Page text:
Two rediscovered Dalí paintings up for sale for first time

Two rediscovered masterpieces by Salvador Dalí will go under the hammer for the first time later this month.

Two rediscovered Dalí paintings up for sale for first time
Salvador Dali's, Maison pour Erotomane. Photo: Sotheby's

Both works were sold directly to an Argentine noblewoman, the Countess de Cuevas de Vera by the artist in the 1930s and have remained in the family’s private collection ever since.

But now the pair are to be sold at auction by London’s Sotheby’s in the Surrealist Art Evening Sale on February 28th.

Tota Cueva de Vera on the porch of her home. Photo: John Phillips / Sotheby's

The Countess, known to all as Tota, divided her time between Argentina and Europe became a great friend and patron to the artists of the day including Dali, Picasso, Cocteau, Giacometti, Max Ernst, Le Corbusier, Man Ray as well as the Spanish surrealist filmmaker Luis Buñuel.

The two artworks that are offered on sale are characteristic of Dalís early Surrealist style.

Salvador Dalí's Gradiva, 1931. Photo: Sotheby's

“Painted in 1931, Gradiva is a jewel-like composition that unites Dalí’s unique painterly vision with the technical virtuosity characteristic of his early Surrealist art,” explains the Sotherby’s catalogue.

“Maison pour érotomane (circa 1932)  also dates from the height of Dalí’s Surrealism and depicts a Catalan landscape, its rocks metamorphosing in front of the view’s eyes into a fantastical, dream-like image, dominated by two entities.

Salvador Dali's, Maison pour Erotomane. Photo: Sotheby's

“The one on the left appears to be a horse rising from the ground, its extremities seeming to transform into a cello and a car. Two spear-like shapes penetrate the form on the right, which in turn appears to be an intangible, yet somewhat anthropomorphic rock. It was such hallucinatory compositions, giving a visual manifestation to the realm of the subconscious, that so impressed Sigmund Freud, who first met the artist in 1939.”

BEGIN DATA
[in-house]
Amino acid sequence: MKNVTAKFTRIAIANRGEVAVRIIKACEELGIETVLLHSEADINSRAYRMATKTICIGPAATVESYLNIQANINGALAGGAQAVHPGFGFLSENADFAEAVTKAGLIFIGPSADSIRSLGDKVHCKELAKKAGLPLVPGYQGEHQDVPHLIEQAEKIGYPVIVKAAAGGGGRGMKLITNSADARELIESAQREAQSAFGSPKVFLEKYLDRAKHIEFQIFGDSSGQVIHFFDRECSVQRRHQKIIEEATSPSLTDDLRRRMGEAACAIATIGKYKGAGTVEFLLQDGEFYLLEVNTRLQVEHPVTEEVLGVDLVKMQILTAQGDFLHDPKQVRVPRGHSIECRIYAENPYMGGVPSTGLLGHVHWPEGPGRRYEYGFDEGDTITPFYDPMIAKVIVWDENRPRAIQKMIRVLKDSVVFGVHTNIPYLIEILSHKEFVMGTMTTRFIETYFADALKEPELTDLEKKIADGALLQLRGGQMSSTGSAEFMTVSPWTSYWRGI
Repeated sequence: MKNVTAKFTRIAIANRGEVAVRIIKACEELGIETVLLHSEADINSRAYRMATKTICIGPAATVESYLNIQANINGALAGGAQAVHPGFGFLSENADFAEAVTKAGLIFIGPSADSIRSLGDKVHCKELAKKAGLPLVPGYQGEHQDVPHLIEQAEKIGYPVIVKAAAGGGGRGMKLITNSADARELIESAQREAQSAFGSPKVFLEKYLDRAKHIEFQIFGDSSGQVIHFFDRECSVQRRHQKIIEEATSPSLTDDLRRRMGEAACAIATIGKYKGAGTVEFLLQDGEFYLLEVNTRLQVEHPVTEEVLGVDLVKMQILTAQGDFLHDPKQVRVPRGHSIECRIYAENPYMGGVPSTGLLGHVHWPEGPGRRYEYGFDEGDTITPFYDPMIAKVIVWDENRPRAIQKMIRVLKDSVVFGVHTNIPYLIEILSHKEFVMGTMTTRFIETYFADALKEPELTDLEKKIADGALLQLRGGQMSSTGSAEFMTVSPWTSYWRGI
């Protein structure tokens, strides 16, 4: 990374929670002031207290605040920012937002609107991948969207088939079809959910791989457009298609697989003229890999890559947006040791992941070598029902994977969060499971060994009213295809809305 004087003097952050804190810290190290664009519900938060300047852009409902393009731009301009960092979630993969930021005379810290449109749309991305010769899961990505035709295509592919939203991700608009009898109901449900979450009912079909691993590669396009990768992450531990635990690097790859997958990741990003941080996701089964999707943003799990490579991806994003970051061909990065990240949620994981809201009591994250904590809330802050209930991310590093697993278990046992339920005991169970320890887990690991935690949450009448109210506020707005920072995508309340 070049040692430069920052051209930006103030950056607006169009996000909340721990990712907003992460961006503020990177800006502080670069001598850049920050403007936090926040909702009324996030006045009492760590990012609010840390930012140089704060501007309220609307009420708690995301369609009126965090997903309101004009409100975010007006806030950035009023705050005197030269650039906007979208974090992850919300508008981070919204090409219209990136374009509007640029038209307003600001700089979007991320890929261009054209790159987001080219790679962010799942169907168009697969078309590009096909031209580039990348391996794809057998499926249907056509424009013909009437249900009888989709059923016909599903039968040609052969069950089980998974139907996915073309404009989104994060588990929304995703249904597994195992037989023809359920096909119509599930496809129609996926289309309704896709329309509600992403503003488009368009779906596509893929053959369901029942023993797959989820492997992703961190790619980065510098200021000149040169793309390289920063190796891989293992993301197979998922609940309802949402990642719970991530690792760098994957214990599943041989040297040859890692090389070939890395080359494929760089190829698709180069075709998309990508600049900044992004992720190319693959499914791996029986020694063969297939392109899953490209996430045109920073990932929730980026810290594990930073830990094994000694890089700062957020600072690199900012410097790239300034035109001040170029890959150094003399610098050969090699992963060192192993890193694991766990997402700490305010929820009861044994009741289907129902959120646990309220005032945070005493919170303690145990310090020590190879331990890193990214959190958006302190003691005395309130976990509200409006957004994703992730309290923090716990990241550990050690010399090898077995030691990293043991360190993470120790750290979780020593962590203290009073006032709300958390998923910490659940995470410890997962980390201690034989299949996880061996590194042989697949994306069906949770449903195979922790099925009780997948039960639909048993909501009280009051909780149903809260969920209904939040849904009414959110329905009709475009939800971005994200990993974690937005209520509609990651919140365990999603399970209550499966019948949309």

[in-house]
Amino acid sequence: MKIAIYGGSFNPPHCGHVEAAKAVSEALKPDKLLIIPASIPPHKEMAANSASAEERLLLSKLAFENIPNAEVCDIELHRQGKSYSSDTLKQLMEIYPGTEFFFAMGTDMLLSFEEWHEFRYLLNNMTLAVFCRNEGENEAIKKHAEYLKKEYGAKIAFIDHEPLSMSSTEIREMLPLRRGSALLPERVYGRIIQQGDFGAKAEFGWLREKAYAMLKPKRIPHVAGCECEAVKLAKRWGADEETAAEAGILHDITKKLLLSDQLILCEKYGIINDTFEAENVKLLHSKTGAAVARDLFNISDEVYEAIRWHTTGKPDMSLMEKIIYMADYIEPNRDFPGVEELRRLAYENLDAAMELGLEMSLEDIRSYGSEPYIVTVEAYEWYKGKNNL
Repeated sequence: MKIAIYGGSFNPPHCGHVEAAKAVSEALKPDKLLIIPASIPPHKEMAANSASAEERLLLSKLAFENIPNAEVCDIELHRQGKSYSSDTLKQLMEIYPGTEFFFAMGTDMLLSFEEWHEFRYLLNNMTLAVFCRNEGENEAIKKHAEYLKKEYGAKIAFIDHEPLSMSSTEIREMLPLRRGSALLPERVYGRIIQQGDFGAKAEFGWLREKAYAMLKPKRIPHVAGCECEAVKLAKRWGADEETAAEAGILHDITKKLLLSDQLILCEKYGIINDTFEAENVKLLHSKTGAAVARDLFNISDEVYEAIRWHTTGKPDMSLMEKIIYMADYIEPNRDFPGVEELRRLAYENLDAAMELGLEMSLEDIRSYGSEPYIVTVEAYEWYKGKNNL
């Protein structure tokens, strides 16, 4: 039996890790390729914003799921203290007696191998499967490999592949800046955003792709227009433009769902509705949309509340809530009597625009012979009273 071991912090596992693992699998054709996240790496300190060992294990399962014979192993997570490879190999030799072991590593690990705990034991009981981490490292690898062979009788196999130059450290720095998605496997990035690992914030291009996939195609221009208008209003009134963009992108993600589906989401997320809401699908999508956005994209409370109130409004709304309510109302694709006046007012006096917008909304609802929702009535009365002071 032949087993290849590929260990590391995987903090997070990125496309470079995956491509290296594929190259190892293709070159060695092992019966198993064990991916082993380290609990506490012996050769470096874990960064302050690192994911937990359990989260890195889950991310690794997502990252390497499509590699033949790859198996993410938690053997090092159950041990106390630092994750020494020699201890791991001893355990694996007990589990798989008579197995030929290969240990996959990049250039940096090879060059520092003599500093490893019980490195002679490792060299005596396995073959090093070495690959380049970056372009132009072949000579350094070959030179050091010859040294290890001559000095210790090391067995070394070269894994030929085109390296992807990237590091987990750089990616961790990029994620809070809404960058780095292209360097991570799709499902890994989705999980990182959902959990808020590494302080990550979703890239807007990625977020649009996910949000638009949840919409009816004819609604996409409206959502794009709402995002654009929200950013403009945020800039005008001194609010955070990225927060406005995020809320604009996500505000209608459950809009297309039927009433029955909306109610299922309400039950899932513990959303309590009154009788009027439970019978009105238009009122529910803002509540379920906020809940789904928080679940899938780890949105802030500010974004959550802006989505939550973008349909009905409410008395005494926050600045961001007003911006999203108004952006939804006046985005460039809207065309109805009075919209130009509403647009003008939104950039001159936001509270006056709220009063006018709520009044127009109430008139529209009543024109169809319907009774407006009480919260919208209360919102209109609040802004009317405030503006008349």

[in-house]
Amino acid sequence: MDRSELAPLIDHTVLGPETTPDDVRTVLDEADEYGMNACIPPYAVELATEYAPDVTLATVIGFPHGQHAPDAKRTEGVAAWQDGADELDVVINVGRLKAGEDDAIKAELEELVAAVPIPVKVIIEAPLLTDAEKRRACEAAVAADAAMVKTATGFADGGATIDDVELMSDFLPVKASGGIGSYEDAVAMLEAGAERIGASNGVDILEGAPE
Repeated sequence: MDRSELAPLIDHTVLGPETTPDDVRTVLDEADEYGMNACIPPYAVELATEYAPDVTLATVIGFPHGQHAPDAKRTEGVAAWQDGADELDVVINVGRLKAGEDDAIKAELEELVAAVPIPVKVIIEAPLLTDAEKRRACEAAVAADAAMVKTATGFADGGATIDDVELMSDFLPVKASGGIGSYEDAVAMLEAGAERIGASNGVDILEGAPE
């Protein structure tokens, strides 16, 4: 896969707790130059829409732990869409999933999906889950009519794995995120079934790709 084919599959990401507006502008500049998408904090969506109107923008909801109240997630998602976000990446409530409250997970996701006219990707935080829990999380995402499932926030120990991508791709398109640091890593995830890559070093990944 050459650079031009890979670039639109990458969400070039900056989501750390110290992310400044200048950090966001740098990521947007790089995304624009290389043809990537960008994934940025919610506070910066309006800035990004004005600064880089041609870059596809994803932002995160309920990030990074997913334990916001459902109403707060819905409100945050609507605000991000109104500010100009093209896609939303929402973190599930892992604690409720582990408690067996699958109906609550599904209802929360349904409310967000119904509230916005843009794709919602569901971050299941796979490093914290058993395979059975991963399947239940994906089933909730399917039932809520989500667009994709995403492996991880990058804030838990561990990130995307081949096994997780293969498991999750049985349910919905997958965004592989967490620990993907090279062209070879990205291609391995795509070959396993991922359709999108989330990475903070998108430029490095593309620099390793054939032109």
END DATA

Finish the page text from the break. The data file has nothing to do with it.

Both have an estimated guide price of  £1,200,000-1,800,000.


Paul Gauguin’s ‘Mata Mua’ returns to Spain

One of French painter Paul Gauguin's most famous paintings, "Mata Mua", will return to a Madrid museum on Monday following an agreement between the Spanish government and its owner, who took it out of the country.

mata mua madrid
Toward the end of his life, Gauguin spent ten years in French Polynesia, where he completed some of his most famous artwork Painting: Paul Gaugin

The artwork had been on display for two decades at Madrid’s Thyssen-Bornemisza museum but in 2020 when the institution closed because of the pandemic, the painting’s owner Carmen Thyssen moved it to Andorra where she currently lives.

Her decision to take “Mata Mua” to the microstate sandwiched between Spain and France raised fears she would remove other works from her collection which are on display at the museum.

“It is expected that the painting will arrive today,” a spokeswoman for the museum told AFP.


In 1989, Baron Thyssen-Bornemisza bought Mata Mua at the Sotheby’s auction in New York. Painting: Paul Gauguin

The artwork will go back on display to the public “a few days after” Thyssen signs a new agreement with the Spanish state for the lease of her collection, she added. The deal is expected to be signed on Wednesday.

Painted in 1892 in vivid, flat colours, “Mata Mua” depicts two women, one playing the flute and the other listening, set against a lush Tahitian landscape.

It is one of the stars of Thyssen’s collection of several hundred paintings which are on show at the museum, including works by Pablo Picasso, Henri Matisse and Claude Monet.

Her collection had initially been displayed at the Madrid museum as part of a free loan agreement signed in February 2002 that was subsequently extended.

But in August 2021 Spain’s culture ministry announced it had reached an agreement with Thyssen to rent the collection from her for 15 years for €97.5 million ($111.5 million), with “preferential acquisition rights on all or part” of the works. The collection includes a Degas, a Hopper and a Monet.

Aside from housing her collection of works, the museum displays the collection of her late husband, Hans Heinrich Thyssen-Bornemisza, the Swiss heir to a powerful industrial lineage who died in Spain in 2002.

The Spanish state bought his collection in 1993 from $350 million, according to the museum.